Thursday, July 24, 2014

In the Heat of the Night

I was enjoying my new office until this week, when it began to resemble the iron box in The Bridge on the River Kwai, with me as Colonel Nicholson. Next Monday promises to be a relatively subarctic 21C - I can't wait.

Several interesting books have turned up recently. My favourite is a rather odd American catalogue of bird cages from 1930. I'm not sure why anyone would buy it, but after selling books on electricity substations and condensed milk, I'm no longer surprised by anything.

Another useful find was an old 60s paperback of George R. Stewart's fine post-apocalyptic novel, Earth Abides, which I read avidly over two days. It had a garish science fiction cover, but didn't read like a sci-fi novel and fortunately there were no maps with a 'western sea' or people with apostrophes in the middle of their names. I'd thoroughly recommend it.

In addition to bird cage catalogues and 1960s paperbacks, four mysterious photographs turned up. The first two are from 1966:

This reminds me of my childhood home, from the garish carpet and curtains to the ill-matched prewar furniture. I expect the television was rented; ours was.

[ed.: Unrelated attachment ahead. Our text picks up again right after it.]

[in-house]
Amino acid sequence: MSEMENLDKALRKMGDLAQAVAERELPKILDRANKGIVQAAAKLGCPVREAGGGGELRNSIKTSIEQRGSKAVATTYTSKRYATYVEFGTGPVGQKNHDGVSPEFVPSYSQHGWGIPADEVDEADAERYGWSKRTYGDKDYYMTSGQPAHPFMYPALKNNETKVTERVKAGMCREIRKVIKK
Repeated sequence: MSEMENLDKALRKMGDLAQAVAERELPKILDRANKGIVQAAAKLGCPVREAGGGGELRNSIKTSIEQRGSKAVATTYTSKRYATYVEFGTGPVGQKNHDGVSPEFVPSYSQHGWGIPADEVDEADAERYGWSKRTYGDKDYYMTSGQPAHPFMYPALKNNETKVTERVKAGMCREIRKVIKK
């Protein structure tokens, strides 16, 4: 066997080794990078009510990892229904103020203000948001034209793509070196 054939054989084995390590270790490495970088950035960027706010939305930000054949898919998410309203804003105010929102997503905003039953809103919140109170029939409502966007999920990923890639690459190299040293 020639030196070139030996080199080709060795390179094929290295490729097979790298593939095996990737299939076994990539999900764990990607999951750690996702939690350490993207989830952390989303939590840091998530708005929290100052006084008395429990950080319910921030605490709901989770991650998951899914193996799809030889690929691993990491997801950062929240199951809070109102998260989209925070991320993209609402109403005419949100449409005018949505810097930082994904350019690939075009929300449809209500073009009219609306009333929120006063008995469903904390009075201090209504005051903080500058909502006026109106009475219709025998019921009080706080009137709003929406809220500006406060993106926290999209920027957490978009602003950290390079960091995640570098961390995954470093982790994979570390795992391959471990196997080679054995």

And for most people in Britain, this was the 'Swinging 60s'. The Beatles may have just released Revolver, but I don't think my parents or their friends were aware of it.

The next two photographs are a mystery and I'd be grateful if anyone could shed some light on the locations. The first looks as if it is war-damaged. But where?
As for the next picture, it vaguely resembles the Stargate - perhaps it's the portal that sends people from Stoke Newington to Lewes when they have children.

Answers on a postcard please. The winner will receive a copy of the C.H.I.Ps Annual, if they want it.


Anonymous said...

I think the bottom two pictures are of Hiroshima .

The first is the ruins of the Prefecture Commercial Exhibition Hall which was close to ground zero and the second is the Peace Arch Memorial


Steerforth said...

Thanks - if I'd realise that they might be of Hiroshima, I wouldn't have written with such levity.

Apologies to the other people who commented - JRSM, Rare Bird and two names that I didn't catch. I deleted your comments by accident. I made the foolish mistake of moderating the comments on my smartphone and although I pressed 'publish', the screen had other ideas.

If you could resubmit, I'd be grateful, as I'd like to read the comments properly.

JRSM said...

I was just saying how right you were to enjoy 'Earth Abides', and to suggest you also read Stewart's 'The Storm', a novel in which the main "character" is a massive storm hitting California, and detailing the effects it has on the people and the landscape. Quite unusual and beautiful.

Steerforth said...

Thanks James. I'll definitely read 'The Storm'. I thought 'Earth Abides' was such a thoughtful, intelligent book - one that deserved a better jacket than the garish one my 1960s copy had.

Grey Area said...